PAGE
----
When Viet Nam’s first McDonald’s opened in Sai Gon last year; it attracted a bit of international press. Global reactions ranged from disbelief that there wasn’t dozens of them already, to horror that one of the last strongholds against American corporate greed was being crushed beneath the ubiquitous Golden Arches. But really, nothing about the arrival of McDonald’s should have been surprising.

Suddenly remembering my childhood fear of clowns and am regretting this whole post.
Suddenly remembering my childhood fear of clowns and am regretting this whole post.

For one thing, Vietnamese people love trying to kill themselves with sugar and transfat as much as the next person. And they’ve been doing it with lots of international fast food chains; including KFC, Pizza Hut, Popeyes, Starbucks, Dominoes, Gloria Jeans and Lotteria. And Jollibees… Jollibees everywhere.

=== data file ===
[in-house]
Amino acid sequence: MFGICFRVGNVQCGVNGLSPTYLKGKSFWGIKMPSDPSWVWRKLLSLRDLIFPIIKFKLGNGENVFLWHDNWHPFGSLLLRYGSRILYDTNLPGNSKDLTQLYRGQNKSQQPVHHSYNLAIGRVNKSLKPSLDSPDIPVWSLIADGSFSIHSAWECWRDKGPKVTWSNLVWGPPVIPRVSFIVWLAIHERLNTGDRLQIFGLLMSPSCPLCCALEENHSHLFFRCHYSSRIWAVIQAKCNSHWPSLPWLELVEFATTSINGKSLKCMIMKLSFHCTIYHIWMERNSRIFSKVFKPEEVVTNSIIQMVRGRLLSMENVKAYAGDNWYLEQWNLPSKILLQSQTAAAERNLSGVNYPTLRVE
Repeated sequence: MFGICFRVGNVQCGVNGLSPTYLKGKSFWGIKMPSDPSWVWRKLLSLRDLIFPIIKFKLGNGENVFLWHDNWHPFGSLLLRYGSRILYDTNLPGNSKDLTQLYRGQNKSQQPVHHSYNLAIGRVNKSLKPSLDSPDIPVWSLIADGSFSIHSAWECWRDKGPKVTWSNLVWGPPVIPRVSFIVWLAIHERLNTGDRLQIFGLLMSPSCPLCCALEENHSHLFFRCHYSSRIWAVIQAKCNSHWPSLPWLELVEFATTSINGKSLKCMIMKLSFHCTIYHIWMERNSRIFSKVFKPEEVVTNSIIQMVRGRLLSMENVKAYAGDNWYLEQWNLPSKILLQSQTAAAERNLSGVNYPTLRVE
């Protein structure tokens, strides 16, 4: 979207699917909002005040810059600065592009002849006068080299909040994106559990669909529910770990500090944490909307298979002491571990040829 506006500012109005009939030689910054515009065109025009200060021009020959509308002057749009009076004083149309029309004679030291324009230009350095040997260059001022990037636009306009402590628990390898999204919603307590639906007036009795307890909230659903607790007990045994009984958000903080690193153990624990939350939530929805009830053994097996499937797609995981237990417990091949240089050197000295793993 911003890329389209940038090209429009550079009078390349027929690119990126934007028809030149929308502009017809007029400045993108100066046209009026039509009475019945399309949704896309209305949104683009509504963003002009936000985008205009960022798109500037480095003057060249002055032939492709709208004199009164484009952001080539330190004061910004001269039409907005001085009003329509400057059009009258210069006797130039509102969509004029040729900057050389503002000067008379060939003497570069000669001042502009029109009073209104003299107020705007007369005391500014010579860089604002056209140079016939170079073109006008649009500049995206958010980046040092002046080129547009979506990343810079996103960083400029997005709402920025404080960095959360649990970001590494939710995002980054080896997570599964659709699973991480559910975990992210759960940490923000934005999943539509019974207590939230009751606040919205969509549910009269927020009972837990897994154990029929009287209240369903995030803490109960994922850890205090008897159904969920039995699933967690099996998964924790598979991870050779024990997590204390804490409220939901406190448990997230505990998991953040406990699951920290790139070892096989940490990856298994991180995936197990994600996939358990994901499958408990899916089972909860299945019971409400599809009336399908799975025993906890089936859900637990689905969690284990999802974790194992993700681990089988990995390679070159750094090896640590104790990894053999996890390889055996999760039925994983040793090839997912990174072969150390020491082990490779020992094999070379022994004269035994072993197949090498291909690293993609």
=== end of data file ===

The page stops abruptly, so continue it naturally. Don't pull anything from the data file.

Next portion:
Vietnamese people are also generally interested in trying all the foods and drinks they see in American and Korean movies and television shows. I’ll admit to my own curiosity the first time I went to America; I ate more corn syrup than was nutritionally advisable and I was lucky to escape without developing Adult-onset Diabetes. So, of course people are going to want to try a Big Mac, when they’ve been hearing about them their whole lives.

McDonald’s have even come up with the McThịt (McPork), the first Vietnamese-style burger on the menu, to appeal to consumers who want to eat something with vague Vietnamese flavours at six times the cost of something they could find just down the street. The McThịt joins the ranks of bespoke menu items found in non-American McDonald’s including; the McFalafel in Lebanon, the McNürnburger in Germany, the McKřen in Czech Republic and McArabia Grilled Kofta in Egypt.